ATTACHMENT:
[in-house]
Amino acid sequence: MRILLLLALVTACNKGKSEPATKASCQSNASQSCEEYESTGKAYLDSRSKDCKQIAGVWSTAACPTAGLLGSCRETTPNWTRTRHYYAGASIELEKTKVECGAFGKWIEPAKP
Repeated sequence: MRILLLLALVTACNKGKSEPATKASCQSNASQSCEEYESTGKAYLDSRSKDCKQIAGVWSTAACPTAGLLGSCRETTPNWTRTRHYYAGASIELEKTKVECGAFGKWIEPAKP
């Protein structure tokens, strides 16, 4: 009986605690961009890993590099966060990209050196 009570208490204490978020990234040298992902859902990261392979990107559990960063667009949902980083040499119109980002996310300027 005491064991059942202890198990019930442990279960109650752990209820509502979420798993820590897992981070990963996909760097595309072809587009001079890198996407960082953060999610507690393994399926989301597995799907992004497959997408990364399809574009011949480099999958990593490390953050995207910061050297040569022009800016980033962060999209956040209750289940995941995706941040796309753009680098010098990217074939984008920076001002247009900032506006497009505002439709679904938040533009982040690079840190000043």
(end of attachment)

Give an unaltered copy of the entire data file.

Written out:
[in-house]
Amino acid sequence: MRILLLLALVTACNKGKSEPATKASCQSNASQSCEEYESTGKAYLDSRSKDCKQIAGVWSTAACPTAGLLGSCRETTPNWTRTRHYYAGASIELEKTKVECGAFGKWIEPAKP
Repeated sequence: MRILLLLALVTACNKGKSEPATKASCQSNASQSCEEYESTGKAYLDSRSKDCKQIAGVWSTAACPTAGLLGSCRETTPNWTRTRHYYAGASIELEKTKVECGAFGKWIEPAKP
């Protein structure tokens, strides 16, 4: 009986605690961009890993590099966060990209050196 009570208490204490978020990234040298992902859902990261392979990107559990960063667009949902980083040499119109980002996310300027 005491064991059942202890198990019930442990279960109650752990209820509502979420798993820590897992981070990963996909760097595309072809587009001079890198996407960082953060999610507690393994399926989301597995799907992004497959997408990364399809574009011949480099999958990593490390953050995207910061050297040569022009800016980033962060999209956040209750289940995941995706941040796309753009680098010098990217074939984008920076001002247009900032506006497009505002439709679904938040533009982040690079840190000043």